I am trying to make my arduino goes to sleep. I need arduino to be sleeping for a long time. My first idea was keeping it slept all day except for one hour or something like that. But now I think maybe a better idea is awake it every 8 seconds (I think it is the longest time watchdog can handle).
My program has to start, reads 2 or 3 sensors and sends data by xbee. After that, goes to sleep until next time.
I have tried to make it sleeping during 10 seconds and try to get it awake alone but I can’t. I think maybe watchdog can help me with this. I put it to sleep after send info, it will restart alone after 8 seconds and repeat the process.
I found this post: http://arduino.cc/forum/index.php/topic,78146.msg592562.html#msg592562
My question is about if it is a good solution for my project. And if I should add something more or changing something in that code. The node which receives data will stay allways awake so there is no problem about when to send data. Which sleep mode can I use with it? Can I use the most power saving? Watchdog will keep working?
I think, with this solution, I can send to sleep xbee too before sleeping arduino. Then before sending data, I wake up it.
I've done a lot of stuff about power saving here:
I suggest using the watchdog to sleep for 8 seconds, in a loop, so it wakes, goes back to sleep etc.
You can save extra power by running at a lower frequency (and thus the 8 seconds would become longer) or a lower battery voltage.
Thanks! I will read your link.
Reduce frequency will affect to arduino? I guess no, but I am not sure. I mean talking about its life. I supose it will work slowly.
Well if you operate at 8 MHz rather than 16 MHz, then the watchdog will be 16 seconds and not 8 (twice as long). You can operate at 1 MHz and then you get 16 times as long.
It won't affect its life. Of course you need to compensate if you are doing something like serial comms, but that can be done.
Running off 3.3V rather than 5V reduces power consumption to 10% according to the figures on that page.
I am trying the code I post in my link. I have a question. It says that time is 8 sec. But it uses "1".... Is that correct? I read about using 1 sec problem in older arduinos. I have a freeduino 1.22 (duemilanove bootloader).
Where can I foud information about compensate operation frequency for serial comms? I need to send data by xbee.
I guess this willl work for arduino fio too. I am doing my test in freeduino but final program will be in Fio.
I changed it to 3. It seems to work. Goes to sleep and after 8 seconds more or less, it starts again.
I have a question related to consume. I read about have no pins floating in order to reduce consume. How can I do that? I will use 3 analog pins for 3 sensors and just one digital pin to set xbee to sleep or wake it up. What do I have with them? also the unused pins?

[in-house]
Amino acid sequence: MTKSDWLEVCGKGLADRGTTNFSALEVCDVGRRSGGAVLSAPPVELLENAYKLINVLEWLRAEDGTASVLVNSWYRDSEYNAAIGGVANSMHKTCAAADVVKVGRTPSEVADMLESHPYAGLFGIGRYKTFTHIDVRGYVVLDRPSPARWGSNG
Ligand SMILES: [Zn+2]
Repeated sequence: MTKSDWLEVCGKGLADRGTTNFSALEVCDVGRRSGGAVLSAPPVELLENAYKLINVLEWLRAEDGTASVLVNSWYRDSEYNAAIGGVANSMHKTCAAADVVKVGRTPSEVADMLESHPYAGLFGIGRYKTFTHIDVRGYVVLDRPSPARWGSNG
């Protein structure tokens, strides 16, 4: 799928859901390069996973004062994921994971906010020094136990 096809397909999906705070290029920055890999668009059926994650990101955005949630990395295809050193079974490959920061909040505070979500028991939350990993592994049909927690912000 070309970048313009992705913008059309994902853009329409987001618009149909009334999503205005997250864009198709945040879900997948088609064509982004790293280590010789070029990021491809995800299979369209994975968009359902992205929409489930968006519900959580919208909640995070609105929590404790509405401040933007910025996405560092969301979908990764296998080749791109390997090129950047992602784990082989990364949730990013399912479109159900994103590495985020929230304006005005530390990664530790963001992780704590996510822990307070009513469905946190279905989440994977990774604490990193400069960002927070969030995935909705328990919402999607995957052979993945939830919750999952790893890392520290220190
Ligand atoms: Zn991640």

My tests appeared to indicate that setting unused pins to output and low had a low current consumption. Or just tie them low with pull-down resistors (eg. 10K). Anything to stop them "floating" and making readings of nearby noise.
But it uses "1".... Is that correct?
I changed it to 3. It seems to work
I can't answer questions like that unless you specify what "it" is.
Sorry.I use to think that everybody read my mind
I was talking about this line:
#define sleepTime 1 //number of 8 second sleep cycles
You talked about use low voltage. I liked it. I will try to use it too. But you said: "Of course you need to compensate if you are doing something like serial comms, but that can be done." What can be done? How can I change voltage during execution or compensate it to use xbee? My xbee are series 1 pro. I have read that Pro has a higher consume... Maybe reducing voltage will reduce network area. I don't know if xbee can operate less than 3,3 v. I will check it.
I actually said:
if you operate at 8 MHz rather than 16 MHz … you need to compensate if you are doing something like serial comms …
If you run at half speed, and don’t “tell” the sketch, then a delay (1000) will delay for 2 seconds and not 1 second. That’s what I meant.
It’s nothing to do with running at lower voltages.
If you drop the voltage to 3.3V you can still run at 16 MHz. If you go much lower you need to also reduce the speed. There is a table on the page I linked to which shows that.
I don’t know about the Xbee and its coverage, regarding voltage. The datasheet should show that.
oh, ok I see. I understood that I need to change voltage or something like that when talking with xbee.
I think, now I have all understood. I will try to implement this solution during next week. If I complete it, I will post here. Or also if I have more question.
Thanks indeed, you helped me a lot.
I forgot to ask you something important. Do I need a voltage regulator if I reduce voltage? I mean, usb provides 5 volts, if I reduce voltage to 3.3 … Same happends with batteries I think. Something like 7805 for less voltage or so. I mean, I shouldn’t connect arduino to usb or bateries directly, should I?
If you want to run off a lower voltage, then some sort of regulation will be required. Eg. a 3.3V regulator, or a zener diode with appropriate resistor. I think I have even heard of people putting a couple of “ordinary” diodes in series, since a diode will generally have a 0.7V voltage drop across it, two would drop 1.4V, which subtracted from a steady 5V from the USB would give 3.6V.
Ok. Then I will check which voltage I use and after I will look for the apropiated regulator. Thanks!